Saturday, February 6, 2010

CAN'T-ering

Some of my readers who have been with me for a while may remember back to when I was afraid to canter. I got over it when I cantered by accident, asking for a faster trot and getting a canter instead.

That was at the old barn, though. Panama has been so goosey about the "go" button since we moved that my trainer has only cantered him a little, and I haven't at all. The last time I cantered on Panama was the time I fell after he slipped in the mud.

We started talking about cantering again during Wednesday's lesson. My trainer wants me to practice on another horse first, so that I have some recent experience (i.e., more recent than when I was 12) at the canter before trying it on Panama again. (I've only cantered on Panama a handful of times, so I'm not so sure that counts as recent experience.)

At first I was skeptical. For one thing, Panama seemed to be calming down a bit in the last week or two, which made me think maybe I'd be able to canter him again soon. Also, it has been two years since I've ridden a horse other than Panama, and I'm not sure I really want to. I ride because I love Panama, not because I particularly love riding. I guess I could say I love riding Panama, but I don't get as excited at the thought of riding another horse.

Yesterday convinced me, though. My trainer cantered Panama for a while today, pretending she was me — riding with a more uncertain seat, grabbing mane in the two-point, etc. Not only did he do his usual of getting really excited and wanting to do nothing but canter, but he was kind of freaked out by the mane-grabbing and the uncertain seat coming from my usually very competent trainer. She said she doesn't want me cantering on him until he gets a little bit more practice himself, and I (somewhat reluctantly) agreed.

So she's going to talk to one of her students about letting me try some cantering on their horse — not necessarily a full lesson every time, but just a half a dozen or so short rides, so that I become more confident at the canter. At the same time, she's going to start cantering him regularly during her training sessions with him and after my lessons, so that it stops being a Really Exciting Thing. She says as he gets used to cantering more often, he'll stop getting so revved up every time.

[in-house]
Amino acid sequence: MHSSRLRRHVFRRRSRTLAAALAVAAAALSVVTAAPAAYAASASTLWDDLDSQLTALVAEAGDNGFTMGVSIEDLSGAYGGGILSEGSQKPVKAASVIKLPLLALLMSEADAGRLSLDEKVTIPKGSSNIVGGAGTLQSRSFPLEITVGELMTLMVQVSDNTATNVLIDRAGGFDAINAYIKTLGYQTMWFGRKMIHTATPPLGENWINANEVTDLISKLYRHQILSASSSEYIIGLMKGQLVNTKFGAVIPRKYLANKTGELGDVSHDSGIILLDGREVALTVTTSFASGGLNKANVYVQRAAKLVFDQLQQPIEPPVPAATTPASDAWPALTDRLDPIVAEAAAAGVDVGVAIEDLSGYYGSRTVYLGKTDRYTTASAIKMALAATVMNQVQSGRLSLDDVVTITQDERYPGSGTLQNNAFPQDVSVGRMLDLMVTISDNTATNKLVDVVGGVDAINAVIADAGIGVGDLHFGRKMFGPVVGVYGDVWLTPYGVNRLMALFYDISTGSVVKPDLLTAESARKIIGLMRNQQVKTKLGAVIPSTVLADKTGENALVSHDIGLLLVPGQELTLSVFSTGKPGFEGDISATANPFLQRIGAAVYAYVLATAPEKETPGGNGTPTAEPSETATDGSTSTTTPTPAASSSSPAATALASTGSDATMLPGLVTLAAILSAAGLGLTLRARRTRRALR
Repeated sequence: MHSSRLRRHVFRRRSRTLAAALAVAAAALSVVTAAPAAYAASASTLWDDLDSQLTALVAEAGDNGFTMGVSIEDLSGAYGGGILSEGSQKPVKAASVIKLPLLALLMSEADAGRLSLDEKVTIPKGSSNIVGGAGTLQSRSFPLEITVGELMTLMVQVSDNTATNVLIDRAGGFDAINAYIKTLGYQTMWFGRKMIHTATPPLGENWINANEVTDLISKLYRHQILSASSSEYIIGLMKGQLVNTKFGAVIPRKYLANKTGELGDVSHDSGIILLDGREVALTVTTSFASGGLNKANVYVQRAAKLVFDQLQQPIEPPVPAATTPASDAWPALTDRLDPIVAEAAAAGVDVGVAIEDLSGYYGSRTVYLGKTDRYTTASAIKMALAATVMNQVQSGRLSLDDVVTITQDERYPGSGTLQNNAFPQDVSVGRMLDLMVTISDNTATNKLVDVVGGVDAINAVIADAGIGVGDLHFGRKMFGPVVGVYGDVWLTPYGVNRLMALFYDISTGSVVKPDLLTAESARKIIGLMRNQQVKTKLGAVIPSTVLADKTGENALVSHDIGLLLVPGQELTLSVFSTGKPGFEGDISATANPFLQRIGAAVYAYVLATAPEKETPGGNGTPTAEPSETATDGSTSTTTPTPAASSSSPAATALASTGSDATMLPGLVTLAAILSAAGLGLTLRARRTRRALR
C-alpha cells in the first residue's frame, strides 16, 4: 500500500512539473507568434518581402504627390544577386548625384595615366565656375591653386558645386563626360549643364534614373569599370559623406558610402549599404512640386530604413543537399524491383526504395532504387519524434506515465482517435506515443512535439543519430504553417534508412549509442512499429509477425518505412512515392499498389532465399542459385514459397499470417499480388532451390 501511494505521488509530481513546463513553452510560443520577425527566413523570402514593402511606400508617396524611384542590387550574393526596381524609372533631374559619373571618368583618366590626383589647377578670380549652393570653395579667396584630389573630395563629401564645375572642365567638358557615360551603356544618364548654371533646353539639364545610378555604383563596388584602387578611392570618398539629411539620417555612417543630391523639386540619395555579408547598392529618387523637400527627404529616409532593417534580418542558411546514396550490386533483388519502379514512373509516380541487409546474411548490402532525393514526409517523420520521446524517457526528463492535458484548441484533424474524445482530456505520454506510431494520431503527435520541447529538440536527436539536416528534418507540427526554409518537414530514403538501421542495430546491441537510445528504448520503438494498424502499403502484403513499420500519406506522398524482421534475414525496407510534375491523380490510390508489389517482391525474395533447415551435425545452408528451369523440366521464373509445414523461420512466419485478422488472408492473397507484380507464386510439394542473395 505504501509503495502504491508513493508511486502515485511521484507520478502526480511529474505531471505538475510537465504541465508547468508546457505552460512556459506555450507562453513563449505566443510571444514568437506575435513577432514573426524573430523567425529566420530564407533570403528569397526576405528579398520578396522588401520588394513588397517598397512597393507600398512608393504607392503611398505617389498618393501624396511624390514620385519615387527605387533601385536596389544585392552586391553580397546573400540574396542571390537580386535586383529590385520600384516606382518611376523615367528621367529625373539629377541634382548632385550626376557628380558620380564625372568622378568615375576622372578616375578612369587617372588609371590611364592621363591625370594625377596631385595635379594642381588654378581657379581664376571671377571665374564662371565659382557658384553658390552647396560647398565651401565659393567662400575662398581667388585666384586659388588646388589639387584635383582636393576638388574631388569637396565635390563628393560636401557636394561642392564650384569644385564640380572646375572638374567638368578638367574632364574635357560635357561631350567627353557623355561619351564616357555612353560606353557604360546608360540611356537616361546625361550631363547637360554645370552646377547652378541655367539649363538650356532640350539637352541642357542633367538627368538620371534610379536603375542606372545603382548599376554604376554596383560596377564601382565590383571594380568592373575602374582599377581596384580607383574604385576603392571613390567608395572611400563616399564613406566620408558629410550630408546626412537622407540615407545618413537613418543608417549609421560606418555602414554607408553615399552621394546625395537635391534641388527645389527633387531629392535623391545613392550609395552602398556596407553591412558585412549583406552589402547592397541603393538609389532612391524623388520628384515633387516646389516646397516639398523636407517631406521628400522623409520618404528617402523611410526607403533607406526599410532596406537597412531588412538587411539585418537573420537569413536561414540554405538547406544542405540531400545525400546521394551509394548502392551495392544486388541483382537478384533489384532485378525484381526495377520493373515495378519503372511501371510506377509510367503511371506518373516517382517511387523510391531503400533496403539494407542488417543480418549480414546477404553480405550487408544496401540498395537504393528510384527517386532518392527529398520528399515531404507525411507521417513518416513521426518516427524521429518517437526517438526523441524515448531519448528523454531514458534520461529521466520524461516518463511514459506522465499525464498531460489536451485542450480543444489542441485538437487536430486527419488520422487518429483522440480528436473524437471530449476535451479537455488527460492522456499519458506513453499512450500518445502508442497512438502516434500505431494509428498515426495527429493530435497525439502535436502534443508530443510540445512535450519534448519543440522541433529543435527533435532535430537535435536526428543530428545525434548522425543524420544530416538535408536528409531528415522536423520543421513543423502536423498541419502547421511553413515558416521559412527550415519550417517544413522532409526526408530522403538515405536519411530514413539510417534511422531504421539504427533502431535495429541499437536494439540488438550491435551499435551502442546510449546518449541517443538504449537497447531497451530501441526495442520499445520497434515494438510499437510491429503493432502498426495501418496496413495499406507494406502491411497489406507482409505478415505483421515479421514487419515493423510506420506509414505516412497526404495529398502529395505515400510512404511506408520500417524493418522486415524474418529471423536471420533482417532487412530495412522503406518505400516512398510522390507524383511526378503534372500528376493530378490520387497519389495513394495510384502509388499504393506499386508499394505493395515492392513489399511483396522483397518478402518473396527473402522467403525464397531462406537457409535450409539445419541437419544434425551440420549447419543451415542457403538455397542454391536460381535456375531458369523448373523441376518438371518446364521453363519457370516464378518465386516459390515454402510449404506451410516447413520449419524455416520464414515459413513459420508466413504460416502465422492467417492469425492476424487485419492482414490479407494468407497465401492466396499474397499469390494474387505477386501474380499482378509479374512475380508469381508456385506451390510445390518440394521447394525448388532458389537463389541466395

I'm disappointed not to be able to start out on Panama, but perhaps this will be better for the both of us in the long run. Either way, I'm looking forward to starting to canter — AGAIN!

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3 Comments:

At February 6, 2010 at 3:03 PM, Blogger Sydney said...

Thats a smart move since both of you are "green" at the canter.

 
At February 6, 2010 at 3:14 PM, Blogger Katharine Swan said...

Green-ish. :o) My trainer used to canter Panama more, but he seems to have left his brain at the old barn, and we've been waiting for him to adjust to the new place before we do too much on him. Unfortunately it's been almost 4 months and he still seems to be getting it back in stages!

I did canter quite a bit when I was a kid -- but that was a long time ago, and I've cantered very little since then. I definitely don't remember feeling so unbalanced at the canter as I do now!

By the way, your remark reminded me of a joke my friend (who is in a similar predicament, inexperienced with a young horse) likes to make:

GREEN + GREEN = BLACK AND BLUE!

 
At February 6, 2010 at 5:03 PM, Blogger Kate said...

That's a good idea - cantering on a more experienced horse where you can relax and just practice will really benefit you - and therefore Panama as well!

 

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